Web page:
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Egypt Heart J. 2017 Dec;69(4):223-228. doi: 10.1016/j.ehj.2017.03.003. Epub 2017 Apr 6.

Acute triggers of myocardial infarction: A case-crossover study.

Author information

1
Guilan Social Security Organization, Rasool-e-Akram Hospital, Rasht, Iran.
2
Department of Disaster Public Health, School of Public Health, Tehran University of Medical Sciences, Tehran, Iran.
3
Department of Nursing (Medical-Surgical), Instructor, Social Determinants of Health Research Center (SDHRC), School of Nursing and Midwifery, Guilan University of Medical Sciences, Rasht, Iran.
4
Department of Operating Room & Anesthesia, Paramedical School, Guilan University of Medical Sciences, Rasht, Iran.
5
Nursing and Midwifery Faculty, Guilan University of Medical Sciences, Rasht, Iran.

Abstract

Background:

Acute myocardial infarction (AMI) is one of the most preventable non-communicable diseases in human. Identifying triggers of myocardial infarction (MI) and prevention ways of exposure-induced complications can reduce morbidity and mortality in people at risk.

Aim:

The aim of this study was to identify the emotional, environmental, physical and chemical dimensions of acute triggers in patients with AMI.

Methods:

This case-crossover study was conducted on 269 patients with AMI, hospitalized at two remedial centers in Rasht in 2015. The study samples were selected by convenient sampling method. Data were collected using researcher-made questionnaire through interviews. Hazard and control periods for each trigger and its effects on the development of MI were studied. The collected data were analyzed using descriptive and analytical statistical methods, Cochran test, and generalized estimating equation (GEE) model with logistics function default in SPSS version 21, and p < 0.05 was considered statistically significant.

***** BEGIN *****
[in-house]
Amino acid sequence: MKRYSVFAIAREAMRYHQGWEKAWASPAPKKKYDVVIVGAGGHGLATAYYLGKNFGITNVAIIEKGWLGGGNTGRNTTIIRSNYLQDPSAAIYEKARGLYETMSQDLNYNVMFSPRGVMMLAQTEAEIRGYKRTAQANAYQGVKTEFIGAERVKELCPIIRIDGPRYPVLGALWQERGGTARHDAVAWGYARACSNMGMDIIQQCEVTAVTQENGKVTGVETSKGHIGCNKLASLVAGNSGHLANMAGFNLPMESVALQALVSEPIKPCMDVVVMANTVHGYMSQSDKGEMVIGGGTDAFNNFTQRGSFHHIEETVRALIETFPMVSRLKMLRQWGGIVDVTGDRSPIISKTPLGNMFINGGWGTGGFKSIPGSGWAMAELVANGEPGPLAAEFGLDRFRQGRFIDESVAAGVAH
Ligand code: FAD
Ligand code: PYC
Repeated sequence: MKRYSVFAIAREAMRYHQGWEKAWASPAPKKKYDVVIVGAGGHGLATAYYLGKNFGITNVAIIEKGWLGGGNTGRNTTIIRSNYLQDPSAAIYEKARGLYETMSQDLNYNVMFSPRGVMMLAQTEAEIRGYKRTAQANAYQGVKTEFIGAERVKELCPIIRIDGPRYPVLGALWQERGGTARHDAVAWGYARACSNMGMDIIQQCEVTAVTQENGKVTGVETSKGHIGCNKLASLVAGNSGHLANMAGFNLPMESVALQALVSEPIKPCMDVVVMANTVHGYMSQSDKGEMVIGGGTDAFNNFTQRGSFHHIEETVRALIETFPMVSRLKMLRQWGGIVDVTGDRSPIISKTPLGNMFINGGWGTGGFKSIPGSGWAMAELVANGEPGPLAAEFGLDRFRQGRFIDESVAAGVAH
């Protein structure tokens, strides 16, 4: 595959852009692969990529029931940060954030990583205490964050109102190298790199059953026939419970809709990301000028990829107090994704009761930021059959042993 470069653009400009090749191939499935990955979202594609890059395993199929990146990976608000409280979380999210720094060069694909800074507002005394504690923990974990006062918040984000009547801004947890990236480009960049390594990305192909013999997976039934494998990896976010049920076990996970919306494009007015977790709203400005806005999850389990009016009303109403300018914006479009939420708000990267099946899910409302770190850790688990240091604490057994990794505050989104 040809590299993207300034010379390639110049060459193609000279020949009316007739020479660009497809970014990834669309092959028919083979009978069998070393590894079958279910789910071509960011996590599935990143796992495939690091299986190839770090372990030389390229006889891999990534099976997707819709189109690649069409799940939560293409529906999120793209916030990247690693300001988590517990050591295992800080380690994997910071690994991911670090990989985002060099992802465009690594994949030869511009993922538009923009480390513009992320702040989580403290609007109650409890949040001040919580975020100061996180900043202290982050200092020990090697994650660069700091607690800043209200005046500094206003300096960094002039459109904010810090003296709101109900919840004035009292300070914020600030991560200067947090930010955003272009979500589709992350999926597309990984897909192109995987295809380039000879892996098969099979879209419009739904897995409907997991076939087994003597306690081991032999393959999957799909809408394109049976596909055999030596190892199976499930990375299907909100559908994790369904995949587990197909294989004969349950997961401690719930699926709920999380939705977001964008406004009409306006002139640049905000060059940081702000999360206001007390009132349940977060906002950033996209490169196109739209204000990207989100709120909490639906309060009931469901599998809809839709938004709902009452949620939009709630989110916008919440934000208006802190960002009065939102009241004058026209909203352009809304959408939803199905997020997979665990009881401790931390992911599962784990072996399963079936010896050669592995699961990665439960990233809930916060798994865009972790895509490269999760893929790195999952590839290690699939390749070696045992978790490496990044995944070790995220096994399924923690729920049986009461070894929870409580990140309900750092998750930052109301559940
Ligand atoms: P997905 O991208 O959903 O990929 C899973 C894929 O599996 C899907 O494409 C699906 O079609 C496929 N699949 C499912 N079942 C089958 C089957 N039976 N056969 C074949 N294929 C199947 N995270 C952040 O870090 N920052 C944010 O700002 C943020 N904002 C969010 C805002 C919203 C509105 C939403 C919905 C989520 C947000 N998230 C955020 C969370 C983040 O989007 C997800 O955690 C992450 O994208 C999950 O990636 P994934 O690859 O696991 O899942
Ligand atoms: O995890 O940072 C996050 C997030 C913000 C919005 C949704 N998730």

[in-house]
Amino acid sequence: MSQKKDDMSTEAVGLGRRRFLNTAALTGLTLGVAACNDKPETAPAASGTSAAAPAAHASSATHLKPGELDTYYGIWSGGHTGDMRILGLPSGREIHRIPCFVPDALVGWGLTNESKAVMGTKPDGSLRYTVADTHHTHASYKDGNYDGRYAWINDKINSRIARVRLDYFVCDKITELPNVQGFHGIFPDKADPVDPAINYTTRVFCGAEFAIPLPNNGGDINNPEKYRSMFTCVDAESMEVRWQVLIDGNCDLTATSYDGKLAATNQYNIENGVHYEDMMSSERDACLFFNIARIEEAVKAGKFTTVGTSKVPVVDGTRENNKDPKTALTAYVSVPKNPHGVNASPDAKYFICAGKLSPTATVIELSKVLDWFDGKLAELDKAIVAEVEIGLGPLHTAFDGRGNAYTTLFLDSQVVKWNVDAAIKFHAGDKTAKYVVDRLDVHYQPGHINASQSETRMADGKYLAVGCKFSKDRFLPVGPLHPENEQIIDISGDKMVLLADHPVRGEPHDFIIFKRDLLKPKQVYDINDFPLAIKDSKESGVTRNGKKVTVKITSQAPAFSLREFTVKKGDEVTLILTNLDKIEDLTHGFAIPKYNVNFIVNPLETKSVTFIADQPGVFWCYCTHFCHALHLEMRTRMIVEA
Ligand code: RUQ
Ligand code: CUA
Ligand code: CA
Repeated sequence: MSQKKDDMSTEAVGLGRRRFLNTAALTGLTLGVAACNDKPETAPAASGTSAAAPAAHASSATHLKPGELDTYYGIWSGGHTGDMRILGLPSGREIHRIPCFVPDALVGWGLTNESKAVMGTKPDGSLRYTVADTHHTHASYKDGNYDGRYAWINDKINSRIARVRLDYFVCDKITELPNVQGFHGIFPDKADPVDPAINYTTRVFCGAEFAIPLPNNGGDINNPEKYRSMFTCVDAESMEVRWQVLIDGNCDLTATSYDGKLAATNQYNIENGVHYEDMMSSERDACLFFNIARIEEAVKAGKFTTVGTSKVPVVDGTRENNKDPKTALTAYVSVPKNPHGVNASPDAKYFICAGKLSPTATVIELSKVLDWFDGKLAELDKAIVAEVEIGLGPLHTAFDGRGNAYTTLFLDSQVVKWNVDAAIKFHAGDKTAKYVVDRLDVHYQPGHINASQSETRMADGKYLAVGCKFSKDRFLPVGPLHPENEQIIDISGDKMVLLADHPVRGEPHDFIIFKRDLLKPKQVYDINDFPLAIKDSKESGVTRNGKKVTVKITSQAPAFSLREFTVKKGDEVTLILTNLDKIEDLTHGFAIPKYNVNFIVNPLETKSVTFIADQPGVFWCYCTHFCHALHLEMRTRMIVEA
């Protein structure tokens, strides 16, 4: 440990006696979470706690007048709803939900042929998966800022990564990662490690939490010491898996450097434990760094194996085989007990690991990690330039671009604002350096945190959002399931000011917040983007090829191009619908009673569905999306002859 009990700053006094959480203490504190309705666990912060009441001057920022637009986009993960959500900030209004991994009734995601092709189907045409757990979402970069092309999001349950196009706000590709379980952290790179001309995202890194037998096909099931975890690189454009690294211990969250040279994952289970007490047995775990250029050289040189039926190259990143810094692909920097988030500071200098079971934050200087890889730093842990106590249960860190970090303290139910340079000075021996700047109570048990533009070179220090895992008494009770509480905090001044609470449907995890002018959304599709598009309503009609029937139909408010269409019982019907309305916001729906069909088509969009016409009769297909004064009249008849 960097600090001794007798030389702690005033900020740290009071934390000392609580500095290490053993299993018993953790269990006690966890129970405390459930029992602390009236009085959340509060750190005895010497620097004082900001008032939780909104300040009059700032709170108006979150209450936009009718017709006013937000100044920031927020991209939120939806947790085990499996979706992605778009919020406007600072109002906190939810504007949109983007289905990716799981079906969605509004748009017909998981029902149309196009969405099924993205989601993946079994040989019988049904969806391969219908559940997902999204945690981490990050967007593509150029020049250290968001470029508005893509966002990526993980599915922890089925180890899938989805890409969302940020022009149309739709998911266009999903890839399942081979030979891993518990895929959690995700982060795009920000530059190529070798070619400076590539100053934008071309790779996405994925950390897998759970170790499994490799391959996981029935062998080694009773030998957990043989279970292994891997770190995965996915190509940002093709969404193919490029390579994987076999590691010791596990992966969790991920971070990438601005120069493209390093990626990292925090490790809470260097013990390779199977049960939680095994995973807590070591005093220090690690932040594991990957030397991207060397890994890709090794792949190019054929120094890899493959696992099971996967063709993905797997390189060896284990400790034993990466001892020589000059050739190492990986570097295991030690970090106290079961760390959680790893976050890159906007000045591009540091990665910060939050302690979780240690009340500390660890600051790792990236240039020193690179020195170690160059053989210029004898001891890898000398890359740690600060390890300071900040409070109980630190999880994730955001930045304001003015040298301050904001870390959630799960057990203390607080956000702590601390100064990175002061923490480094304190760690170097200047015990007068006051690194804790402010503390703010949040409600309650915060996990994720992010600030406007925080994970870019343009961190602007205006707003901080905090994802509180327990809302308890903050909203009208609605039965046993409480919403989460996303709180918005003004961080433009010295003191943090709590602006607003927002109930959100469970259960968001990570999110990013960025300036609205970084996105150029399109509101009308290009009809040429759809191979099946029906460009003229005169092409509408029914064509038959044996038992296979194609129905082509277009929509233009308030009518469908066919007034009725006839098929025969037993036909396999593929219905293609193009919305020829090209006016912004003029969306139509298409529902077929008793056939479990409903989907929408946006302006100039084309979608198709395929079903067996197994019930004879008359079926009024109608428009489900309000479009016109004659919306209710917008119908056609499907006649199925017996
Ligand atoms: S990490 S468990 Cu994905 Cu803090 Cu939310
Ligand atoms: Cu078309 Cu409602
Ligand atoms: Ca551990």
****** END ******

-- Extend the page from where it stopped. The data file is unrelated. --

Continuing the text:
Results:

The results showed that quarrel (P = 0.008, OR = 2.01) and hearing the sudden news (P = 0.001, OR = 2.19) were the most common emotional triggers. Respiratory infections (P = 0.0001, OR = 6.78) and exposure to hot or cold weather (P = 0.005, OR = 2.19) were the most frequent environmental triggers. Doing heavy activities (P = 0.005, OR = 1.66) and sexual activities (P = 0.003, OR = 2.36) were among the most common physical triggers. High-fat foods consumption and overeating (P = 0.0001, OR = 3.79) were the most frequent chemical triggers of AMI.

Conclusion:

It seems that given the importance of the triggers in the incidence of AMI, planning is necessary to train vulnerable individuals to reduce exposure to triggers.

KEYWORDS:

Control period; Hazard period; Myocardial infarction; Triggers

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